Hi. I’m an Anonymous Android user. Or at least I was up until late 2011, when I had the chance to comfortably convert all of our company devices to Windows Phone-based devices.
For the latter half of 2011 I had been using a Samsung Galaxy S II. It’s a fabulous phone. For starters, the battery lasts for ages – or in this case, two full days of fairly heavy duty work: Email, Wi-Fi, GPS and camera. It syncs everything, has all the possible software I can dream of and the operating system is smooth. Things kind of deteriorated after Google+, but that’s a topic warranting its own post.
Before Samsung I was an avid HTC Desire user, which I kind of accidentally broke. Before Android I used the legacy Windows Mobile-based phones for a few years. Now that I reminisce, they were utterly horrible.
So, we got the opportunity to purchase a stack of Windows Phones from Samsung, the model being Samsung Omnia 7 with Windows Phone 7.5 (Mango). As we already had pre-ordered (and received) a Nokia Lumia 800 and had some experience using the new platform, we pretty much knew what would be in the package.
So it begins
Over a period of few days, we collected all HTC Desire’s, Samsung Galaxy S 2’s and HTC Desire Z’s and replaced them with brand new Samsung Omnia 7’s. Surprisingly we didn’t get any resistance for the switch. One lucky person got the Nokia Lumia 800. I guess being the first employee in a small company has its perks.
Being a little skeptical towards the “new” platform, I decided to approach Mango with a clean slate, and forgive and forget the horrific history we had together with Windows Mobile 6.1.
Setting up the device is maybe a bit faster as compared to Android: Email settings, Live ID and wireless typically are not that complex to configure, so I was up and running in no more than 3 minutes.
We use Office 365 and on-premises software in a mixed way: Lync Online from the cloud, Exchange from our local datacenter. SharePoint on both. I was anxious to see how Windows Phone would handle the situation:
- Lync users authenticate through AD Federation Services
- Exchange authentication occurs directly to our on-premise AD
- SharePoint authentication occurs directly to our on-premise AD, and for SharePoint Online through AD Federation Services
Surprisingly, everything works well out of the box.
The biggest change was the rapid speed I’m now able to browse all my email in different accounts. With Android, I was semi-forced to use Samsung’s built-in Exchange support, which at times, was very laggy and non-responsive in general. Now I get to use Microsoft’s native client stack, and things work much more smoothly. In fact, I mostly get my email and Lync notifications on my phone and iPad before my laptop or desktop gives me a notification. And they share the wireless most of the time.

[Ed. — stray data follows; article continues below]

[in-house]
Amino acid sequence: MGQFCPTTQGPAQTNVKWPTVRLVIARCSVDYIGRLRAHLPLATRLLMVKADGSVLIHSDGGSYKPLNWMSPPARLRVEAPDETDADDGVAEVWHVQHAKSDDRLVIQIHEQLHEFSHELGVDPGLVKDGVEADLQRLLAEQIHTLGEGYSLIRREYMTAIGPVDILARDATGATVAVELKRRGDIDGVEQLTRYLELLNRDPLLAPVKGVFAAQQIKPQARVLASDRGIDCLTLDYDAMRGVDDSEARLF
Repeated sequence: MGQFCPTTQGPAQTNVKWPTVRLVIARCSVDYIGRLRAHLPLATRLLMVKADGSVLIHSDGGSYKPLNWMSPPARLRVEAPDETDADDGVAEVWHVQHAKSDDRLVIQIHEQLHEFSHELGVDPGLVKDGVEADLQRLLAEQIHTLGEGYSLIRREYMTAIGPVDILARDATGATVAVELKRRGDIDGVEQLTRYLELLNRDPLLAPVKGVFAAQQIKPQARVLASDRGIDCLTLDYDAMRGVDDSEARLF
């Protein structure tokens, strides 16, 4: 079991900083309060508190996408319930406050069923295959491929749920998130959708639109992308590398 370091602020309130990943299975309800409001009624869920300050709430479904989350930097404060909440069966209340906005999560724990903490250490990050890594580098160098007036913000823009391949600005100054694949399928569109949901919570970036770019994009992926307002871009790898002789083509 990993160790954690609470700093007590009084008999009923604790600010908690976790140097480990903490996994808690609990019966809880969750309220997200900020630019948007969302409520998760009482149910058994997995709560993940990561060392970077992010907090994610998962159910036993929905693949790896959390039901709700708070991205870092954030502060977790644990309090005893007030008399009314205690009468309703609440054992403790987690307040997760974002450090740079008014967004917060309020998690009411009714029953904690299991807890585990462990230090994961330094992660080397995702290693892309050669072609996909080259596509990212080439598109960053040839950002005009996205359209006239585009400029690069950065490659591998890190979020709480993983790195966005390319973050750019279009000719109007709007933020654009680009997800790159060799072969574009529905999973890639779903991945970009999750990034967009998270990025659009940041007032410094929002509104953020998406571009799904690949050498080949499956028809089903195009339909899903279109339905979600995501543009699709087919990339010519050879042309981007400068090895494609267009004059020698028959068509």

Statistics never lie
Regarding email, here’s an interesting statistic – these are the top 5 user accounts and devices polling email via ActiveSync:
(Note: I’ve cleared the technical details such as user ID’s and Device ID’s for obvious reasons)
The first two accounts on the list belong to me. My iPad 2 syncs email constantly, every day of the week, and it’s really hitting that Exchange CAS server like there’s no tomorrow. The last two accounts belong to someone else, and the device type being WP, it’s one of those new Samsung’s in good use.
Hold on – so all good?
After two months of daily use with Windows Phone, there are still a few things I miss from Android that I hope will someday be integrated natively to WP.
The first and foremost: Give me proper multitasking interface
Now I get the occasional “here, see this fancy list of random views, hopefully some of these are the applications you have been using lately”-switch view.
It works poorly, at best.
For example, I know I have Lync Mobile running – how do I switch to that? The list of applications I get when pressing Back-key for a second gives me different email screens, the settings screen and my calendar. Lync is missing.
If I re-open Lync – as expected – it starts again. Okay, I get what I needed but introduces at least 5 second additional wait time just to check if I’m still online.
Second, almost as important as the multitasking interface: Where do I see what’s happening?
With iOS 5 we got the contextual pull-down menu that works everywhere. Android has had this since the beginning of times (or thereabouts). Why do I need it? Let’s say I’m downloading an app from Marketplace but it’s taking several minutes to complete. I switch to check my emails and maybe initiate a quick Lync discussion. Did my app download complete already? Is it installed? For anyone who has used iOS or Android, you instinctively start pulling down the context menu for “things that are happening”.
Zune. iTunes is not the best software in the world but neither is Zune or KIES (from Samsung, for Android). They all simply suck. Luckily Zune supports wireless sync, so that’s a saver.
There’s also the missing who drained my battery-view. I rarely used this on my Android but still, I’m missing that little fellow. Let me know what’s happening inside the device rather than obscure crucial details – like battery level – in a single icon.
Some tiny gripes: Ability to lock vertical/horizontal view. Pinch-to-zoom works incorrectly in Mobile IE, assuming I want a full zoom even if I just want to, you know, zoom a little. Option to update phone without Zune.
None of these are really deal breakers when you think of it. They are convenient utilities and features to help you on a daily basis, and when you get used to them you feel a little less empowered.
Windows Phone finally gives me the chance to create custom apps. I could do that with Android and iOS but since I mostly know C# it now makes more sense to invest some time in that.
Other than that it seems we can finally forget some of the troubleshooting steps we had on Android, and continue business as usual with Windows Phone.